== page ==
Wow, a lot has happened in the thread in just overnight.
I can clarify a few things based on what I know.
I would tend to take the same approach as Mivanitski did as well. Any well-made/designed grinder will eventually hit the point of diminishing return, and perform similarly in the end. From my experience in using the Stance, it does seems both the Monolith and Stance have reached that point. The workflow is slightly different, and some of the grinder design/engineerings are different but the end result is the same. So if one is to claim superiority, it's likely come down to preference based on other aspects of the grinder.
In my use so far, there is not a single time that the need for chute sweeper arises. 99.9% of the time, the chute comes out sparkling clean with RDT. I find that I can even skip the funnel removal step (because there is literally nothing in the chute - so one less step). In the case of no-RDT, you would need to remove the funnel and sit it on the dosing funnel, give it a few knock to dislodge the grind. I find that using RDT just makes the process so much quicker. The addition of sweeper would accomplish nothing in my view. I had own a HG-1 with their sweeper and manage to break it accidentally.
But even when it was working, it doesn't do much - there will still be some static retention in the chute and the sweeper makes it harder to clean (it's in the way and you have to work gingerly with these sweeper).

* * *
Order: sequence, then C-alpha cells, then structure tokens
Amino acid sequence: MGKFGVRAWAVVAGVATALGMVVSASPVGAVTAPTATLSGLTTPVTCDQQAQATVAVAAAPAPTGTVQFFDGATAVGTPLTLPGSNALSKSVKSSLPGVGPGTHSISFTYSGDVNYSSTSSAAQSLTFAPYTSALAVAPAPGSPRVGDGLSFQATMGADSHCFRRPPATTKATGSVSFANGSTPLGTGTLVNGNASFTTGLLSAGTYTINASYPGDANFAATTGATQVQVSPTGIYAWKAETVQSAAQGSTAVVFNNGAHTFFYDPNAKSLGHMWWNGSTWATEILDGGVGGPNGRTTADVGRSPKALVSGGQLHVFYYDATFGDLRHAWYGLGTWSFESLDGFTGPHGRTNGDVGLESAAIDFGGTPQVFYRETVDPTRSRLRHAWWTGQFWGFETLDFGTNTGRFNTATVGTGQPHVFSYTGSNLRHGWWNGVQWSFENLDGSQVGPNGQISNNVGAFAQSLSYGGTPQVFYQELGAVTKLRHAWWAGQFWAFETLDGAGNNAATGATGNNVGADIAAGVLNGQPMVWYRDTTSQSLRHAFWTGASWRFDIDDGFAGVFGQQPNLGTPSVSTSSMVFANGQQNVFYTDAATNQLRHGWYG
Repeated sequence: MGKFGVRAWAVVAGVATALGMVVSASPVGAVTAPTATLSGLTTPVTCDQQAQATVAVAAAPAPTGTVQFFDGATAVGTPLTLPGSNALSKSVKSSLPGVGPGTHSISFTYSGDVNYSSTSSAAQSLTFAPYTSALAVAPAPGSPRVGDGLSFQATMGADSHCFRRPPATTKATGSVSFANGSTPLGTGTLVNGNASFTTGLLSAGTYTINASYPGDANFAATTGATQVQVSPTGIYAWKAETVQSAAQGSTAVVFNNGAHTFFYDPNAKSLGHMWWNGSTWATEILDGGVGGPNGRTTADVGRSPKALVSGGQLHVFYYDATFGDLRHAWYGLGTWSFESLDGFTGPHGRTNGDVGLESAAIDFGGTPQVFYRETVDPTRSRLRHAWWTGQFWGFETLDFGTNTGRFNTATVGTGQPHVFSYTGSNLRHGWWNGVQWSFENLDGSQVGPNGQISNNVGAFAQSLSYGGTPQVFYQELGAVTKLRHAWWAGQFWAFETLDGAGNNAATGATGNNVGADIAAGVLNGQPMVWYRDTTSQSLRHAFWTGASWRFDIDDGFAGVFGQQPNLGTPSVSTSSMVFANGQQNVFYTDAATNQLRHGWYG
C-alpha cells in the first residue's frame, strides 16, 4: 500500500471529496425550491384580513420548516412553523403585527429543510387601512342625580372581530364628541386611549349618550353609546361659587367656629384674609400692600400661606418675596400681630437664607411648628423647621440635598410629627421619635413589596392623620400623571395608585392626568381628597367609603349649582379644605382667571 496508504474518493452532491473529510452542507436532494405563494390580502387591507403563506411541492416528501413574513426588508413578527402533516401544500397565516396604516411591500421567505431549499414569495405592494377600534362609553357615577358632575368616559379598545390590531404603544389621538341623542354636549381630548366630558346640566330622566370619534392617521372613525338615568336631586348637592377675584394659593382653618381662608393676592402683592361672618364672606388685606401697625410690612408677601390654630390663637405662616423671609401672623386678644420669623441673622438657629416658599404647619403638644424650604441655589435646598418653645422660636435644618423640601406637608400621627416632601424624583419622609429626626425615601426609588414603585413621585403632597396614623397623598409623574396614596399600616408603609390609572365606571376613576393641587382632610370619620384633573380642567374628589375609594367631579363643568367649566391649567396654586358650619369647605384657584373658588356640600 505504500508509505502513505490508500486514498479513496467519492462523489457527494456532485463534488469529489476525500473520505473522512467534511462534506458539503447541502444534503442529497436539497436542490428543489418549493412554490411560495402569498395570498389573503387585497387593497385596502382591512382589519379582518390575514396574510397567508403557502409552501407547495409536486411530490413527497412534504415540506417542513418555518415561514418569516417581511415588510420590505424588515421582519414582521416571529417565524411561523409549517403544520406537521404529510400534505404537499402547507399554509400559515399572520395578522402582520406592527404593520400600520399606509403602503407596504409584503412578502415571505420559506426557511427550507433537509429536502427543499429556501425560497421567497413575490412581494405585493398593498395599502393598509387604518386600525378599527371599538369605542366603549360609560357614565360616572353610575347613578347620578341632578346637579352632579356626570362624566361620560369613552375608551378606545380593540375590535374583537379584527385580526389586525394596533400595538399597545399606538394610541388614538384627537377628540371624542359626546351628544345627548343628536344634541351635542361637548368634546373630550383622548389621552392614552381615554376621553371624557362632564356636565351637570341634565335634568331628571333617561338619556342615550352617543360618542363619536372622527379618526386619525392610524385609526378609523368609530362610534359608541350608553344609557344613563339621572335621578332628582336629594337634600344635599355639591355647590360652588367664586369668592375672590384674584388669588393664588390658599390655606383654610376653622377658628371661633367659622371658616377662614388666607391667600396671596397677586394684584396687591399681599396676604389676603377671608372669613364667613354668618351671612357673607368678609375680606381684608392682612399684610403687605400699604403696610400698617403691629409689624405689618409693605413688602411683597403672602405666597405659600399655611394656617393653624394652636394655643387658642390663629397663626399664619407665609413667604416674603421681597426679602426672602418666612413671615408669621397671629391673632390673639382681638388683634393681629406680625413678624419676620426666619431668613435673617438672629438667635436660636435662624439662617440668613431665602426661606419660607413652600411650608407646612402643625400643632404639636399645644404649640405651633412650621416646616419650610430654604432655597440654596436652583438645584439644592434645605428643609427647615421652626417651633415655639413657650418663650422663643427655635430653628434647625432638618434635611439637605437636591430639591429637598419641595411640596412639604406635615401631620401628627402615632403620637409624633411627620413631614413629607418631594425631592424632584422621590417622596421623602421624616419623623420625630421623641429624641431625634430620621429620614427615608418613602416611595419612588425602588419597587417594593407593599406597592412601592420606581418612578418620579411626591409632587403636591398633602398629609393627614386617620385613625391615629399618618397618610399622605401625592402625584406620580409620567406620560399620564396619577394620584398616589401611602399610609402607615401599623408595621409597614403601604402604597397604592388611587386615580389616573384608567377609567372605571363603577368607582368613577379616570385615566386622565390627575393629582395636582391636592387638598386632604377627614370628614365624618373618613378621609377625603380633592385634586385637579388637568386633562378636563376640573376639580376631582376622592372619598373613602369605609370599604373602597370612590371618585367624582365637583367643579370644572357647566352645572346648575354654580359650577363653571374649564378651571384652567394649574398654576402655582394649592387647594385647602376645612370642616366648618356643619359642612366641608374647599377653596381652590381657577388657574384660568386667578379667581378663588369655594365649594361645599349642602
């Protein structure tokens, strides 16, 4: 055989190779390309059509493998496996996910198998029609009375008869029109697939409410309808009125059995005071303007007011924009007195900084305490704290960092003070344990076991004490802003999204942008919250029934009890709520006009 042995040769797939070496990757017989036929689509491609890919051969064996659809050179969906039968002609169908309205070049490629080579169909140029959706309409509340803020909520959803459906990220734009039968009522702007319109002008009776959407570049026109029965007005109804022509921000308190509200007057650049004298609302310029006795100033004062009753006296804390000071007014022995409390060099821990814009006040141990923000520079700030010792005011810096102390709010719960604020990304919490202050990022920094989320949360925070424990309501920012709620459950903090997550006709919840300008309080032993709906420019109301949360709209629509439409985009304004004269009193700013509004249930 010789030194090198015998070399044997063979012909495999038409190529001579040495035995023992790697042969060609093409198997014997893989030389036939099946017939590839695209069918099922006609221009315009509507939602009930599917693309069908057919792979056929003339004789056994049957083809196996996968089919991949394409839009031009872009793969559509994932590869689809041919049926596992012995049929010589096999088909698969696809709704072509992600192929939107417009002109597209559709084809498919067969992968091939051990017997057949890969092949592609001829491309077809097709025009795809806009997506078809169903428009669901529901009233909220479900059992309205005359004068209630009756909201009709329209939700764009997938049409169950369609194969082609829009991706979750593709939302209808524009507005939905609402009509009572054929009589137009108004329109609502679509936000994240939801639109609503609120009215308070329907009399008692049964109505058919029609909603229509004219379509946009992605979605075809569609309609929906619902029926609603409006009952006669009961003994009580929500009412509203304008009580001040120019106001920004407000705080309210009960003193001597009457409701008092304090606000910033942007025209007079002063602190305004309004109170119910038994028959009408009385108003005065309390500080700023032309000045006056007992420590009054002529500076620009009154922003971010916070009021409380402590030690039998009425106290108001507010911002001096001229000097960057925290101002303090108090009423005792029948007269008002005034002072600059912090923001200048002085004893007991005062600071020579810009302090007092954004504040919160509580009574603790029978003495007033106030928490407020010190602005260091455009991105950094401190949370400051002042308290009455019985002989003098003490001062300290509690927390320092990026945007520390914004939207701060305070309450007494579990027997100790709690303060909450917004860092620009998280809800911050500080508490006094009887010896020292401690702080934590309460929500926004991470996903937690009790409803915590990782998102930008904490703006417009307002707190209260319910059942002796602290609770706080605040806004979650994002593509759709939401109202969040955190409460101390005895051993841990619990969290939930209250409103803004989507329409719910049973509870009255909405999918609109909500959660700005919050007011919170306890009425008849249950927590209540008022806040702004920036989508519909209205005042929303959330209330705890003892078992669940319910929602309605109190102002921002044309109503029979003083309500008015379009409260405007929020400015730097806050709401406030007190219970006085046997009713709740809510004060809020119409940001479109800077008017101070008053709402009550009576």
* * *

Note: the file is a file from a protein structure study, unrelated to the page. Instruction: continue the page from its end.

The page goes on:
The Stance being a straight through design, does benefit slightly more from performing a WDT. If they could incorporate some mixing mechanism that'd be great. However, this design tends to require more effort in keeping the retention truly zero (as in the Monolith you'd have to palm or tap the chute). Just a trade off for another in my view (both are fully acceptable) as almost all grinders when single dosed does require some WDT for best results (no matter how well aligned). So the WDT is worth it if you're pursuing the best result. If you are not, then it wouldn't matter either way.
As for the spring mechanism, it does hold up so far and I don't see why not for the foreseeable future. The spring tension is adjustable as well, I've had it at the least tight position and no slipping has occurred to date. The newer Monolith uses spring-loaded designs as well, as well as Mazzer and many other grinders which has been used in cafes for decades. In theory, a rigidly lock design will be better as it is on the Monolith Conical grinder I am using. But in actual experience, I've not found it to make any practical difference - other than you need to manually lock and unlock the grind setting. I trust Denis has tested and deemed it worthy to have incorporated in his newer Monoliths as well.
About the alignment, I've revisited the review unit I have and I don't see anything concerning. The burrs spin true and the results seem well. One thing though, the design approach of the grinder is very different from other grinders I've seen - which is why I don't fully grasp it. The burr holder is used to determined the relative height of the burrs (up and down movement), and the alignment of the grinder is determined by the clearance between the outer burr and housing. With the inner burr in, there is no perceptible movement (it's a very snug fit and insertion of outer burr requires care). From what Helor has told me, they have incorporated some design changes since the older Stance/102. I've requested for photos/details and was planning to post here but no luck yet.